Choose a novel or short story in which the choice of setting is central to your appreciation of the text.
Briefly explain how the writer effectively creates setting and, with reference to appropriate techniques, discuss how the writer’s presentation of the setting is central to your appreciation of the text as a whole.
A major presence, almost an extra character, setting plays a crucial part in Thomas Hardy’s “Tess of the d’Urbervilles” (1891). Indeed, such is the power of Hardy’s Wessex, that he re-used it for most of his novels, and there now springs from it a thriving Hardy-related tourist industry in England’s south-west. The rural, Victorian towns and villages provide a model within which Hardy is able to toy with his characters, using period attitudes to class and gender, and the beauty and severity of the land, to elicit sympathy or condemnation from the reader. In “Tess of the d’Urbervilles”, Hardy’s Wessex is central to the fortunes and fate of his tragic protagonist.
- Hardy had used Wessex in nine previous novels (two more followed Tess)
- By imposing fictional names on real places, verisimilitude (realness) is bestowed on the fiction – it becomes more believable.
Setting 1 – The Chase
- This setting is in-keeping with Hardy’s general beliefs that nature has no care or concern for human affairs
- It is the perfect setting for the rape
- He creates a sense of mystery in the setting
- This allows the audience to question whether what takes places is a rape or a seduction
- Tess’s exhaustion is reflected in the sleepy setting – pathetic fallacy
- The Chase is wild, uncultivated but serene – clashes with the brutality of what happens
- The animals ignore Tess’s rape
Setting 2 – Talbothays
- After the death and suffering of Tess after her rape, she gains a second wind
- This is reflected in the landscape around Talbothay’s dairy
- The land is rich and green; fecund and ripe.
- This reflects Tess’s recovery and blooming sexuality.
- Talbothay’s is also associated with sunshine and happiness – now clichés
- The height of this growth of Tess’s sexuality is shown in the overgrown garden, where Hardy uses highly suggestive language to convey the wild, untamed, rural sexuality of his protagonist
Setting 3 – Flintcombe Ash
- Contrasting with the happiness and rich fertility of Talbothay’s, Flintcombe Ash reflects Tes’s barren, isolated condition.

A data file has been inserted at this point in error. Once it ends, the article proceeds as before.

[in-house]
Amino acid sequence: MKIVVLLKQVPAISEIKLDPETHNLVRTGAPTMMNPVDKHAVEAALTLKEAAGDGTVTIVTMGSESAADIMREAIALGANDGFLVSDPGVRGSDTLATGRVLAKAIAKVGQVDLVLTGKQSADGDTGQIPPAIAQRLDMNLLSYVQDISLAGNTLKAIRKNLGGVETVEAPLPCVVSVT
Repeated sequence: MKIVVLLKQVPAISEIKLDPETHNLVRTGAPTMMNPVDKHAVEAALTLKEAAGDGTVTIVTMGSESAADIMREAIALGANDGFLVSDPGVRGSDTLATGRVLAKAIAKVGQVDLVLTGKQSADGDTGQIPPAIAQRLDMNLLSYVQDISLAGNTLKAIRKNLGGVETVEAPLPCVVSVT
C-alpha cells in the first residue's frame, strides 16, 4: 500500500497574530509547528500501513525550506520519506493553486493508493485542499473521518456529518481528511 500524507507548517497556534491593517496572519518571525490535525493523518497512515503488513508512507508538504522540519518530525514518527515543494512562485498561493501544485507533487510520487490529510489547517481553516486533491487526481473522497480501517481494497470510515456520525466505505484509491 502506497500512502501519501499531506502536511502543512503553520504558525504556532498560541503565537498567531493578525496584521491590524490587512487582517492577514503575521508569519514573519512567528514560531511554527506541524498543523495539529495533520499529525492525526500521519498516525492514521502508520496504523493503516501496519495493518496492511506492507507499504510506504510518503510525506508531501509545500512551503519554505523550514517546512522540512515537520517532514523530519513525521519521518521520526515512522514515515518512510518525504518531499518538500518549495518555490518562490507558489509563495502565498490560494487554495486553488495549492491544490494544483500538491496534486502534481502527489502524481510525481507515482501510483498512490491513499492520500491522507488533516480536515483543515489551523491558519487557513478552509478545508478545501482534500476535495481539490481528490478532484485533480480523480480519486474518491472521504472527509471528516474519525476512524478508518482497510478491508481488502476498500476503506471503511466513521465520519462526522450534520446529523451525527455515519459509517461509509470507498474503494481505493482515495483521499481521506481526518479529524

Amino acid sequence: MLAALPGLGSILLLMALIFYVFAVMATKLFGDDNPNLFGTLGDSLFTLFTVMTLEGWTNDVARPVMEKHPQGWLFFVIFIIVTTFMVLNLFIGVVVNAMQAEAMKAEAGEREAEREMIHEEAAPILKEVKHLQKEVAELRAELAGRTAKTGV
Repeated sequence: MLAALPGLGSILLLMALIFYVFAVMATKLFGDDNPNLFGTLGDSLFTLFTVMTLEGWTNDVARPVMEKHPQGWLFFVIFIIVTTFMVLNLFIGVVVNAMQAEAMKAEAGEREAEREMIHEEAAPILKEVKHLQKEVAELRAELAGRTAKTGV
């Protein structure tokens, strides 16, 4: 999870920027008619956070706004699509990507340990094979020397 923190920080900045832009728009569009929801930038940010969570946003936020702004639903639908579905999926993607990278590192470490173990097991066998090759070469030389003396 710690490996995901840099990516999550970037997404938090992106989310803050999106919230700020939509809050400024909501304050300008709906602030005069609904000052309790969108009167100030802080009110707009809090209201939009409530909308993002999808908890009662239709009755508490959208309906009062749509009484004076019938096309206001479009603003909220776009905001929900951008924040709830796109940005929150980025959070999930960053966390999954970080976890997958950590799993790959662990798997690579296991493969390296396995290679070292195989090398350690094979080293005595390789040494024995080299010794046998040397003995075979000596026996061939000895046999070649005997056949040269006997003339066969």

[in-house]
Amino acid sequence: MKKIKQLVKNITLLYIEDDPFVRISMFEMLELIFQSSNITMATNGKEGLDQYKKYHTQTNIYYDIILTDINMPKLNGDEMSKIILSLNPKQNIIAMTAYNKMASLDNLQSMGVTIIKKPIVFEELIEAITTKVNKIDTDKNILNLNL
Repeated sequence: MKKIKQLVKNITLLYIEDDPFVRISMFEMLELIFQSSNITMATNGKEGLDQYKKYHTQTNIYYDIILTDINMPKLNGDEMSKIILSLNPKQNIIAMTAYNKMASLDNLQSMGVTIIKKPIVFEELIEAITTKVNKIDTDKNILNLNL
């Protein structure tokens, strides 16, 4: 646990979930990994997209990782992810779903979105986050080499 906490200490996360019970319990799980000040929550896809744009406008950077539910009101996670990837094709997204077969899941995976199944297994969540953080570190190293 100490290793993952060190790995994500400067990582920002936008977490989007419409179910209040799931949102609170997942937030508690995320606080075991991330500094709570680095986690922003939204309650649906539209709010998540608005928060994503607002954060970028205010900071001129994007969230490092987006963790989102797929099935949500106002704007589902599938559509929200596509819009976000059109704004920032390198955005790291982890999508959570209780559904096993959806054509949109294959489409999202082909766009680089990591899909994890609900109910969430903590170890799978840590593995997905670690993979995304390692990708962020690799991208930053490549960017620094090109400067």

- Her misery is heightened because she is in such poor surroundings.
- The work is hard and unforgiving.
- It is here that she travels unsuccessfully to see Angel’s parents, and must kill the wounded pheasants. The rural setting is central to this scene. (Innocent birds, mortally wounded by an aristocratic hunting party.)
- Her heart is being broken by Angel’s unresponsiveness.
- Her poverty here reaches such extremes that she gives in and returns to Alec in order to save her family from destitution.
The land itself is described as being bleak, unwelcoming. More pathetic fallacy.
Setting 4 – Stone Henge
- A pagan temple, this is apt for a protagonist who struggled to accept the Christian god.
- Here, Tess accepts her fate (a rural, pagan idea) and lies down on an ancient altar to die.
- She gives herself up as a sacrifice.
- This is the setting where Tess is most at ease. There are no extremes of emotion.
- In this place, Tess has more control than Angel. She has ended her struggle.
- This phase of the novel is entitled “Fulfilment” – ironic. Connotations of fate being fulfilled, but also of Tess being fulfilled (achieving happiness).
- The plain is wide-open, as though all the civilisation which had made her life difficult have been removed.
- It is an apt place for Tess to die.
Hardy’s Wessex provides two key devices which he employs throughout this novel. The first is a rigid class system, which Tess struggles to exist within. She is too clever for her own (working) class, but is rejected by the middle class snobbery of Angel and his family. She is seen as fair sexual game by the predatory nouveau-rich Alec d’Urberville. The setting in time is essential for creating these tensions between characters. However, the more visual sense of setting comes in Hardy’s portrayal of the physical world. He manoeuvres his author’s eye to create settings which emotionally manipulate both the protagonist and the reader. Tess’s happiness at Talbothay’s is also the readers; her misery at Flincombe Ash is also shared. Wessex is as important to the novel as Tess herself.